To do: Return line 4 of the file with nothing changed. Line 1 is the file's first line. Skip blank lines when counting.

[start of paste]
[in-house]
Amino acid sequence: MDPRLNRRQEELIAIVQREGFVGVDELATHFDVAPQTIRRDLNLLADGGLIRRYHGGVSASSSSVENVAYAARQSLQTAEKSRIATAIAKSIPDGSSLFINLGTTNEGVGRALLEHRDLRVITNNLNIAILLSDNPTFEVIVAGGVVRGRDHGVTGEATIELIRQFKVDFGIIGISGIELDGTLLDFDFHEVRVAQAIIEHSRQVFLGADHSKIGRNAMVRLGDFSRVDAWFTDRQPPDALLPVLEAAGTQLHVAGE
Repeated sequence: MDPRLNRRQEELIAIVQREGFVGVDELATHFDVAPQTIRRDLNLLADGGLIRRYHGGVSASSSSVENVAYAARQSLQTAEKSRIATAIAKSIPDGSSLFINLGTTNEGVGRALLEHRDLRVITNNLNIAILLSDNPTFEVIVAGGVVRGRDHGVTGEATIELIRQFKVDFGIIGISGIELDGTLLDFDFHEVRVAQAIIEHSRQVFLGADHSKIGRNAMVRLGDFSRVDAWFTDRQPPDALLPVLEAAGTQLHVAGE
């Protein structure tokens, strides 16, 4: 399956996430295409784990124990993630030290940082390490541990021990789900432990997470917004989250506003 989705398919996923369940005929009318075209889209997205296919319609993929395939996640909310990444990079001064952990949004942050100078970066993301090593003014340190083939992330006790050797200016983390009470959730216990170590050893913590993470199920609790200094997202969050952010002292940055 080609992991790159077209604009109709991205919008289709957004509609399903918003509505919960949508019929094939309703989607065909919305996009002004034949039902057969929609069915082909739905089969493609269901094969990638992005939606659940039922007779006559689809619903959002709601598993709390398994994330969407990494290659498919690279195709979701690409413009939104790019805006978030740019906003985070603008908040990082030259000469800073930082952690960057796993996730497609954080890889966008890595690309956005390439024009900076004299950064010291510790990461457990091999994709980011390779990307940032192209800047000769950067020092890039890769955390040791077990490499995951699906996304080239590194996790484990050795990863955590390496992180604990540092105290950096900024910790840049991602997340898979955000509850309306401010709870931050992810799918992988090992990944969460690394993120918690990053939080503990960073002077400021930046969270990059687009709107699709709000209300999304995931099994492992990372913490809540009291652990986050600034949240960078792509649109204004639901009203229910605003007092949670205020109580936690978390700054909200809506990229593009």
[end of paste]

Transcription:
């Protein structure tokens, strides 16, 4: 399956996430295409784990124990993630030290940082390490541990021990789900432990997470917004989250506003 989705398919996923369940005929009318075209889209997205296919319609993929395939996640909310990444990079001064952990949004942050100078970066993301090593003014340190083939992330006790050797200016983390009470959730216990170590050893913590993470199920609790200094997202969050952010002292940055 080609992991790159077209604009109709991205919008289709957004509609399903918003509505919960949508019929094939309703989607065909919305996009002004034949039902057969929609069915082909739905089969493609269901094969990638992005939606659940039922007779006559689809619903959002709601598993709390398994994330969407990494290659498919690279195709979701690409413009939104790019805006978030740019906003985070603008908040990082030259000469800073930082952690960057796993996730497609954080890889966008890595690309956005390439024009900076004299950064010291510790990461457990091999994709980011390779990307940032192209800047000769950067020092890039890769955390040791077990490499995951699906996304080239590194996790484990050795990863955590390496992180604990540092105290950096900024910790840049991602997340898979955000509850309306401010709870931050992810799918992988090992990944969460690394993120918690990053939080503990960073002077400021930046969270990059687009709107699709709000209300999304995931099994492992990372913490809540009291652990986050600034949240960078792509649109204004639901009203229910605003007092949670205020109580936690978390700054909200809506990229593009």